What you need to know about Enterovirus D68

September 12, 2014

Recently, there has been a lot of discussion in the media about a severe type of respiratory illness affecting many children, mainly in the Midwest. The respiratory illness, caused by an infection with Enterovirus D68, is scary to parents, because it’s hard to differentiate whether their child is ill from this particular virus or just has one of the many other viruses that cause cold- and flu-like symptoms around this time of year.
 
Sometimes media reports leave families with more questions than answers, which is why Dr. Dianne Glover, one of Swedish’s pediatric infectious disease specialists, wanted to share this information with you:

  • Enterovirus D68 (EV-D68) is an unusual form of an otherwise common group of viruses referred to as Enteroviruses.  These are hardy viruses that usually spread by the respiratory route, but can also spread by fecal-oral route.  It is even possible to become infected by touching a surface contaminated with these viruses.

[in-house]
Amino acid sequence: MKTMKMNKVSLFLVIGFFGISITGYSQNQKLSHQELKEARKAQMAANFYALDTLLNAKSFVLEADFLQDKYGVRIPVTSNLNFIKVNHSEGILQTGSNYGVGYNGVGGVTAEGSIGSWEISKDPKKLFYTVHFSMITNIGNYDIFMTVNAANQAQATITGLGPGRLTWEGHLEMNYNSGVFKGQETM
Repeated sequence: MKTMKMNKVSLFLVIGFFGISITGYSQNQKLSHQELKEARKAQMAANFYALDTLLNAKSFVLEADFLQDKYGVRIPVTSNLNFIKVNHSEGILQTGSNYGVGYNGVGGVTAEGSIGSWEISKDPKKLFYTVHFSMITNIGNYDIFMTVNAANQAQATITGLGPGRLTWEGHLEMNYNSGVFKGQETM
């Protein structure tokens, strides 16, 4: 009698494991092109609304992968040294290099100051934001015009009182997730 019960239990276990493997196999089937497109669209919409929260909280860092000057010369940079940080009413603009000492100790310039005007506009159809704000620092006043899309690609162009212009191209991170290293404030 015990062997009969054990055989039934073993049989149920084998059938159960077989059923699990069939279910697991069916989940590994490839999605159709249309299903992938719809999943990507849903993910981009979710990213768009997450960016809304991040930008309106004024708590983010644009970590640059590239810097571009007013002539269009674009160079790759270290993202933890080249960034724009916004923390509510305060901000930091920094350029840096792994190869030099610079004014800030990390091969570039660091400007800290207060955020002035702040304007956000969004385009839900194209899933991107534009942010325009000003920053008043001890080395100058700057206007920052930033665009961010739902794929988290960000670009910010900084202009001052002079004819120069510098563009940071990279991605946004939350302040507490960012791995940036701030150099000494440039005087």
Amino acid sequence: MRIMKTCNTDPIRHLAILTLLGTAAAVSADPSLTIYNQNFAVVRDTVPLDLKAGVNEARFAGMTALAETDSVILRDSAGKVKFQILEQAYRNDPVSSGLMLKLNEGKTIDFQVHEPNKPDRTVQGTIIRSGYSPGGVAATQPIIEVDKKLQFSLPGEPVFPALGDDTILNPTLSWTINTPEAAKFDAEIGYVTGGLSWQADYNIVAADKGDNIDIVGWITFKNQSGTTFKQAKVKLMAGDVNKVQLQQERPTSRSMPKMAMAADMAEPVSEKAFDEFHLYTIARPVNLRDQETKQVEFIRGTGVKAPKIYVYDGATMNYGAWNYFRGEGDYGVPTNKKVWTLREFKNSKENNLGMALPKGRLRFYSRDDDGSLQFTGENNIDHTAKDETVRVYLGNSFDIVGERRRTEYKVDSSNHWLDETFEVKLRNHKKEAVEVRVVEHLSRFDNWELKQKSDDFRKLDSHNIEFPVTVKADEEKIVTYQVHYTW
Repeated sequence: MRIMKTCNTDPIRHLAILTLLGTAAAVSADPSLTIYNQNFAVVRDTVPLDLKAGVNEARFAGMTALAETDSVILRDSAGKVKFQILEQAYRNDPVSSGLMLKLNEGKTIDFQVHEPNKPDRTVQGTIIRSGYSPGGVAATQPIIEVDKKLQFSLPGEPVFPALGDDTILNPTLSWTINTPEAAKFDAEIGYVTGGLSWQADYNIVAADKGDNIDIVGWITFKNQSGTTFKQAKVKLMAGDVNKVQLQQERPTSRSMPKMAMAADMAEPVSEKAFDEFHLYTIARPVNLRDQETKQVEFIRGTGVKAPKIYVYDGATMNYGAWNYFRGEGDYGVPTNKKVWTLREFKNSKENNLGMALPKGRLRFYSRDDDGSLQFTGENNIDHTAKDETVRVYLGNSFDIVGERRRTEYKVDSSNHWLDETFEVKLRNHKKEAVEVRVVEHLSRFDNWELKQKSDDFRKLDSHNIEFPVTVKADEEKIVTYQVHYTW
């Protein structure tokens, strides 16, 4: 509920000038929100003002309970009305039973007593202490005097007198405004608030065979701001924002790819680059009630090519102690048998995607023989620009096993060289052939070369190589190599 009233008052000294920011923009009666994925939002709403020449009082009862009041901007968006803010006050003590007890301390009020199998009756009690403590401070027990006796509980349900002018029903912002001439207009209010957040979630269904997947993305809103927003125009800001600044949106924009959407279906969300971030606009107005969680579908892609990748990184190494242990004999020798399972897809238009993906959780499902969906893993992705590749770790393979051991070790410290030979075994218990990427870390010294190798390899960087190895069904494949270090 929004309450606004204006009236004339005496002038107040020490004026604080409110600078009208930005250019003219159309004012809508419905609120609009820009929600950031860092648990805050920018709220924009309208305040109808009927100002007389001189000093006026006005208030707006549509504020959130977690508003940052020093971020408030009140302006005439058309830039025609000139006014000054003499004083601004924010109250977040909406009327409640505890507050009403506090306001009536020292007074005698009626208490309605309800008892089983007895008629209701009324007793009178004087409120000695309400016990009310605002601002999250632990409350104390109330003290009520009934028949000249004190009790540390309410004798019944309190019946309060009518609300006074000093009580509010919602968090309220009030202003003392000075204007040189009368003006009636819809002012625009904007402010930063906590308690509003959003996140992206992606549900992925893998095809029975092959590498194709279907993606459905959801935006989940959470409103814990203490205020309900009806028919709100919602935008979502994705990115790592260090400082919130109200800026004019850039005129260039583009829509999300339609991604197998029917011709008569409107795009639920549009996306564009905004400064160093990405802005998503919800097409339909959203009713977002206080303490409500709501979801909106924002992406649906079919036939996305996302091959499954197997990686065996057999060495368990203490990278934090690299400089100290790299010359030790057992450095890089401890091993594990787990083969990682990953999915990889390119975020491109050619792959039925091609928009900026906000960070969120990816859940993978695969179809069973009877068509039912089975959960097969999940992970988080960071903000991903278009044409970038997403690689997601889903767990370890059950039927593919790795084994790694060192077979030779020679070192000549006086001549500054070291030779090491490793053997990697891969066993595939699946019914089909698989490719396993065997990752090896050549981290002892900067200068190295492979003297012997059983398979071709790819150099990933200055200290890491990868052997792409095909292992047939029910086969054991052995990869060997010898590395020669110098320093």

• EV-D68 causes a respiratory illness which can quickly progress from a child behaving like they have a simple runny nose and mild cough to then having serious difficulty breathing.  Children infected with this virus may develop pneumonia and require hospitalization.  Children’s hospitals in Kansas City, Columbus, and Chicago are currently experiencing a large increase in hospitalized children/infants with respiratory distress, some requiring mechanical ventilation.

  • EV-D68 is especially dangerous to children with asthma.  If a child with asthma comes down with what seems at first to be a common cold or flu, they need to be watched very closely and given their inhaler therapy in a timely manner.  Like all children having breathing difficulties, parents should seek urgent medical attention if their child is having worsening trouble breathing despite treatment.

The infection with EV-D68 is diagnosed through detecting its viral particles from respiratory tract secretions. There is no specific treatment to kill the virus, and there is no vaccine to prevent being infected.

Since there is no specific cure per se, treatment is purely supportive, helping children to breathe, while the child’s immune system works to fight the virus. Therefore, prevention is key.  Remember to wash hands with soap and warm water, especially after going to the bathroom, and avoid contact with those who are feeling sick.

More information can be found at the CDC’s website.

Topics: Kids, Services